US housing construction surges unexpectedly in battered market

March 17th, 2009 - 10:01 pm ICT by IANS  

By Arun Kumar
Washington, March 17 (IANS) In a welcome sign for America’s fractured housing market, construction of new homes has unexpectedly rebounded with a 22 percent jump in February after falling for eight months.

Housing starts rose to a seasonally adjusted annual rate of 583,000 last month, up 22 percent from a revised 477,000 in January, according to the Commerce Department release Tuesday. It was the first time housing starts increased since June, when they rose 11 percent.

Economists were expecting housing starts to decline to 450,000, according to consensus estimates compiled by Still, starts are down more than 47 percent from February 2008, when over 1.1 million new homes broke ground.

New construction of single-family homes, considered the core of the housing market, increased 1.1 percent to an annual rate of 357,000 versus 353,000 in January.

February’s increase was driven by a nearly 80 percent increase in construction of multi-family homes. New construction of buildings with 5 or more units increased 80 percent to 212,000 from 118,000 in January.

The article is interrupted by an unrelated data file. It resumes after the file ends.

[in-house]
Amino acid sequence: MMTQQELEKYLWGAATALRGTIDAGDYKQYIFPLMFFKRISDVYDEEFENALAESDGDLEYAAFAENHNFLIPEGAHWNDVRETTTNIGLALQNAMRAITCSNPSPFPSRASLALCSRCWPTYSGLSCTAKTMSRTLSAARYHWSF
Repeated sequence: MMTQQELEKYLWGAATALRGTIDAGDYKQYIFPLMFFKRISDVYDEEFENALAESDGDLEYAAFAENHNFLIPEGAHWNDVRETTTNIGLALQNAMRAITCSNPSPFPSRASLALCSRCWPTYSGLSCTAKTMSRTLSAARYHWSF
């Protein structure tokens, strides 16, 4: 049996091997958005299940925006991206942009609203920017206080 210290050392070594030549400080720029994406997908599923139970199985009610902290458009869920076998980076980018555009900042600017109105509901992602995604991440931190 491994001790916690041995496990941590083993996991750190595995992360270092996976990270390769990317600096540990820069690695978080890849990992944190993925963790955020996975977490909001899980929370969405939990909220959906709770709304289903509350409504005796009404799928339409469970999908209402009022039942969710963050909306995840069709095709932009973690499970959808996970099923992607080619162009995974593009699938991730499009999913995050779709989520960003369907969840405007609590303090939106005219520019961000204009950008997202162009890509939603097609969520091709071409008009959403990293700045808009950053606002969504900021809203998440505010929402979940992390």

Applications for building permits, considered a reliable sign of future construction activity, rose 3 percent to a seasonally adjusted annual rate of 547,000 last month. Economists were expecting permits to fall to 500,000.

While the surge in new construction was a welcome sign for the nation’s battered housing market, analysts cited by warned that the increase could be short lived.

“With new home sales still falling and the months’ supply at a record, there is no reason for homebuilding to rise,” wrote Ian Sheperdson, chief US economist at High Frequency Economics in a research note. “This is a temporary rebound, not a recovery.”

New home construction surged in the Northeast US, jumping nearly 89 percent last month. Starts also increased in the Midwest and the South.

In the West, where the housing market was overbuilt in the boom years and where there is a glut of foreclosed homes, starts declined nearly 25 percent versus the previous month, the report said.

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